Tongass National Forest
Photo: Chad Shmukler

Over the last few years, we’ve gone out of our way to introduce you to the Tongass National Forest, a rich, verdant rainforest that, due to its breadth, is essentially synonymous with ‘southeast Alaska’. We’ve told you about the Tongass 77, about chasing cutthroat near Petersburg, about plucking dolly varden from the waters near Wrangell, seeking king salmon on the storied Stikine and drowning in pink salmon near Prince of Wales. And that’s not even all of it. It’s not all because the Tongass National Forest (TNF) is a region of preposterous natural wealth and one that is quite possibly the fishiest place on earth.

Unfortunately, the TNF’s countless fish producing rainforest streams are constantly under threat from forces that seek to develop in or around the area. Transboundary mining poses a big threat, but the Tongass’ most common and longstanding foe is the logging industry which, as we’ve noted previously, is a spectacular and perpetual loser not just environmentally but economically as well.

Currently underway is a process which would revise the current U.S. Forest Service (USFS) plan for management of the Tongass National Forest, the Tongass Land Management Plan (TLMP). According to Trout Unlimited, this process “may offer an unprecedented opportunity to increase conservation measures for high-value fish watersheds in the Tongass.”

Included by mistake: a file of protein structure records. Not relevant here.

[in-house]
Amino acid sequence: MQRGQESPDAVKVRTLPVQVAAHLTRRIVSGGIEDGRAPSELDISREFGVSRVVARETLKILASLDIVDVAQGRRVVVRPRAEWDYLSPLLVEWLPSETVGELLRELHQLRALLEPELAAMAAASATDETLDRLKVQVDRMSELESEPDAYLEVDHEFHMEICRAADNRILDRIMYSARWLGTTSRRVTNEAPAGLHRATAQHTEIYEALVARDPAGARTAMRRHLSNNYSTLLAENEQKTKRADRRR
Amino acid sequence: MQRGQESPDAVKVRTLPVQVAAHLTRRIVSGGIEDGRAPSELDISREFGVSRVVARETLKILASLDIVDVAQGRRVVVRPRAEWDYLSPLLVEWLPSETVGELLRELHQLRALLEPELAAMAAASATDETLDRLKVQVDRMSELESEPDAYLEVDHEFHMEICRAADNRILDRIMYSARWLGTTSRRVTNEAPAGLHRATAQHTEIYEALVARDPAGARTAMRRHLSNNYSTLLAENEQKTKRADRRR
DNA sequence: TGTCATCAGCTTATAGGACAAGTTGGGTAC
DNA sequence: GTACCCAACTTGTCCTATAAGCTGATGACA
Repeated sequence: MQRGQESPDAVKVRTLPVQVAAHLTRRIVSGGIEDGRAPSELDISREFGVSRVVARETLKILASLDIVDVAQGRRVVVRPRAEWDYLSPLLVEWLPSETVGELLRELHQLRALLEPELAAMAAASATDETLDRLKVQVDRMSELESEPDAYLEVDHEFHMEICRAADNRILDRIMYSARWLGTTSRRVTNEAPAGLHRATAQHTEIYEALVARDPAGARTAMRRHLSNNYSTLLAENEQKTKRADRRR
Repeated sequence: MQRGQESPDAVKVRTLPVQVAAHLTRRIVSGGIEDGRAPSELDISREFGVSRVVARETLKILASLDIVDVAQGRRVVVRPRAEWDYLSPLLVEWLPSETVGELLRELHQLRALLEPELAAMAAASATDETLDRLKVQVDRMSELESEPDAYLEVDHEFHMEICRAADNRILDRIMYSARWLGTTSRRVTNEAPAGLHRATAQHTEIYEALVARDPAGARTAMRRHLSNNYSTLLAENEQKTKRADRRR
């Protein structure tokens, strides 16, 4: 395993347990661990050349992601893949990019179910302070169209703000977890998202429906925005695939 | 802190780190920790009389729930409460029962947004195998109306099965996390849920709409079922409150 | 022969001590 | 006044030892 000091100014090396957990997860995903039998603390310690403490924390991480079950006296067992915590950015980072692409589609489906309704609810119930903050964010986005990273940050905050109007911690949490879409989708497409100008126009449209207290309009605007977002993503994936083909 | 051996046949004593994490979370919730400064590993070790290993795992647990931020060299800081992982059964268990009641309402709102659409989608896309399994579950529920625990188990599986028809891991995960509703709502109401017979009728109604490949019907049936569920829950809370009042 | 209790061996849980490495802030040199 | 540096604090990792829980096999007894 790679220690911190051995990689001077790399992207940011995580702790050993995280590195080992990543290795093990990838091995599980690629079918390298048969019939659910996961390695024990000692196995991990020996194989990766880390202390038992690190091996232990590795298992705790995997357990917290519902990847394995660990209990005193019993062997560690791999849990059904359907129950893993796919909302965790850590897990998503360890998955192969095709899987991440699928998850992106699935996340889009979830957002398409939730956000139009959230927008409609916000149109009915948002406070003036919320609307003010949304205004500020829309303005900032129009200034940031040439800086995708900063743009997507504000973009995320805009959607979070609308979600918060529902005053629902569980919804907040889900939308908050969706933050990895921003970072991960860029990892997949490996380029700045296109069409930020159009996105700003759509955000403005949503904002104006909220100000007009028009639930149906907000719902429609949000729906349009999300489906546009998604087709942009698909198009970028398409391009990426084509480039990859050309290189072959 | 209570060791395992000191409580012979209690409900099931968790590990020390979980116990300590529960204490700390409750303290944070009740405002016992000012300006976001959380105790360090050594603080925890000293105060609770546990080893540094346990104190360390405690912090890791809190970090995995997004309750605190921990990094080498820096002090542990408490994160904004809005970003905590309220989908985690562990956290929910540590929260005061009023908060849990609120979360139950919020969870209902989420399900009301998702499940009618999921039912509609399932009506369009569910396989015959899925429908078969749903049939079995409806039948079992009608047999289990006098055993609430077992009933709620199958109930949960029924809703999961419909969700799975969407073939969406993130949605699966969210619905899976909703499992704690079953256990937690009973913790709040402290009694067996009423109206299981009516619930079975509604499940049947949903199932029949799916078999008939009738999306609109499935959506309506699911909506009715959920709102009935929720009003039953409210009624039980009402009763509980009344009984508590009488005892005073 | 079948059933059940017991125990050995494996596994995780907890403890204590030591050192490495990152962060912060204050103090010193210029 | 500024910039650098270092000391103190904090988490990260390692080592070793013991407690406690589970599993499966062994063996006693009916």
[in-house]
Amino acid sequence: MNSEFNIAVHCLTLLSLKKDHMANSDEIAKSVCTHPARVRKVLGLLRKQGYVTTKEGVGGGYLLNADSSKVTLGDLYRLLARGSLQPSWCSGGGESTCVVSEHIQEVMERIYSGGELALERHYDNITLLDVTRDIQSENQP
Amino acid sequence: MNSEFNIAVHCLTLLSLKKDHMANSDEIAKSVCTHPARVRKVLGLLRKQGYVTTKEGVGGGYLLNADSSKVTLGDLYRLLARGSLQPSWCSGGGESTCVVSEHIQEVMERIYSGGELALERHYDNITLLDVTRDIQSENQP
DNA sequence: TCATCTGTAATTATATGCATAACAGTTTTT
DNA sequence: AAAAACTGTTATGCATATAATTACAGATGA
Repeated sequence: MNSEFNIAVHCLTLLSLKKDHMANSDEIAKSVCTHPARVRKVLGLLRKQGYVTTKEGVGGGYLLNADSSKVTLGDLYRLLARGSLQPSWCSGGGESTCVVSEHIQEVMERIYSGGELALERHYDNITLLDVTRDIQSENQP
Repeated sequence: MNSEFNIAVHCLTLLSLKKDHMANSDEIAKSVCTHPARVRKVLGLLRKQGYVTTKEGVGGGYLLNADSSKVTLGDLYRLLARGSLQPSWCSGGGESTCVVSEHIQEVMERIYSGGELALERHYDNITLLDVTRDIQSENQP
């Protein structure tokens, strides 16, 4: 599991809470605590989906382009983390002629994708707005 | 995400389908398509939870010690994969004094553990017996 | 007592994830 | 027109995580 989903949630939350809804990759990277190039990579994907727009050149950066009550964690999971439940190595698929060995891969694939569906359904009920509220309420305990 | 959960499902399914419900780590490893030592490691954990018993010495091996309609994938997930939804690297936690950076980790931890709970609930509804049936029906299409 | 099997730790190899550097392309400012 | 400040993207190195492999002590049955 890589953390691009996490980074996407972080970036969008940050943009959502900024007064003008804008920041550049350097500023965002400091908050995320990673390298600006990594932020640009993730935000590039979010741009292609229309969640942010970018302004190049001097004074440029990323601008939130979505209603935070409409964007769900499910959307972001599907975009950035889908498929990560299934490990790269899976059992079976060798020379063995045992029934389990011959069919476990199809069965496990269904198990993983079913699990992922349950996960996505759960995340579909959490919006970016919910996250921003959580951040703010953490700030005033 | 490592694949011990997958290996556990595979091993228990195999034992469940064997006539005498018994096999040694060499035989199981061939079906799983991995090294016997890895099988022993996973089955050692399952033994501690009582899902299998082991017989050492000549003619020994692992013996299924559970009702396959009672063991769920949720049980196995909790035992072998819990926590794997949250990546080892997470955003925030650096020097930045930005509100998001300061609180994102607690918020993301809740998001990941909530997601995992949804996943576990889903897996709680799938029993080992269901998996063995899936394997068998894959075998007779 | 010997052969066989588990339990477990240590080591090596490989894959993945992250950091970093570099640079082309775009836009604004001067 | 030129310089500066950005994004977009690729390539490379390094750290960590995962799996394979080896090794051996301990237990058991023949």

Tongass National Forest
Photo: Earl Harper

As it turns out, after years of getting it all wrong through ineffective, antiquated policies and persistent bets on a lame horse (logging), with its proposed amendments to the TLMP, the USFS seems to have gotten at least one thing right. According to TU, who reviewed the proposed amendments, “the Forest Service has proposed changes that put fish and other renewable resource values on more even footing with timber for the first time and greatly improves management of fish and wildlife habitat in [the Tongass]."

Tongass National Forest
Photo: Earl Harper

The proposed plan is evidently far from perfect, but it represents the first sign that the Forest Service is willing to move the needle in the right direction.

And it’s important that we, as anglers, speak up to help affirm the move towards management policies that make more sense for fish. A 90 day public comment period is now underway which gives us the platform to do so.

Tongass National Forest
Photo: Earl Harper

Have a voice. You can do it in your pajamas. Submit a personally written comment that tells the Forest Service that you support increased protections for the forests, streams and rivers, and fish of our country’s largest national forest. Compel them to not only insure that these increased protections survive to the final draft of the new TLMP, but that further protections be extended to all of the streams and watersheds in the Tongass 77 — which scientists have identified as the most high value of all those in the TNF; watersheds which rank in the top 25% for salmon spawning and rearing habitat, support a diversity of fish species and are substantial contributors to overall salmon harvests — protections which remove these watersheds from development status and ensure that, moving forward, fish production is the primary management goal for these areas.

Get in the ring for the fishiest place on earth.

Head to www.americansalmonforest.org/commentperiod to add your comment now.